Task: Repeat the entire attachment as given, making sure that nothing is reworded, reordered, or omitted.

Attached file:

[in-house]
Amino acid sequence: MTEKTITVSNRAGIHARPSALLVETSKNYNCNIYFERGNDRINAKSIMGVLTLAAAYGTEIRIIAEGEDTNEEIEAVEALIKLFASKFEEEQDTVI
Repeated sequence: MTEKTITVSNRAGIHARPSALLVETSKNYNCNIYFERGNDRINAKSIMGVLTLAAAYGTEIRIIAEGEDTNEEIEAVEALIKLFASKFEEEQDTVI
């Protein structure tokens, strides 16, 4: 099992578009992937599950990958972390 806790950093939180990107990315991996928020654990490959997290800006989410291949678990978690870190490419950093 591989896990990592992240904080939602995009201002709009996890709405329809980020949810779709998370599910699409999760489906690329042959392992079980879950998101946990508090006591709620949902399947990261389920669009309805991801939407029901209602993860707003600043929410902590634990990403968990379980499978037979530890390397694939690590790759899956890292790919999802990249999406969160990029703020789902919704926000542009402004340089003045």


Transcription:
[in-house]
Amino acid sequence: MTEKTITVSNRAGIHARPSALLVETSKNYNCNIYFERGNDRINAKSIMGVLTLAAAYGTEIRIIAEGEDTNEEIEAVEALIKLFASKFEEEQDTVI
Repeated sequence: MTEKTITVSNRAGIHARPSALLVETSKNYNCNIYFERGNDRINAKSIMGVLTLAAAYGTEIRIIAEGEDTNEEIEAVEALIKLFASKFEEEQDTVI
């Protein structure tokens, strides 16, 4: 099992578009992937599950990958972390 806790950093939180990107990315991996928020654990490959997290800006989410291949678990978690870190490419950093 591989896990990592992240904080939602995009201002709009996890709405329809980020949810779709998370599910699409999760489906690329042959392992079980879950998101946990508090006591709620949902399947990261389920669009309805991801939407029901209602993860707003600043929410902590634990990403968990379980499978037979530890390397694939690590790759899956890292790919999802990249999406969160990029703020789902919704926000542009402004340089003045």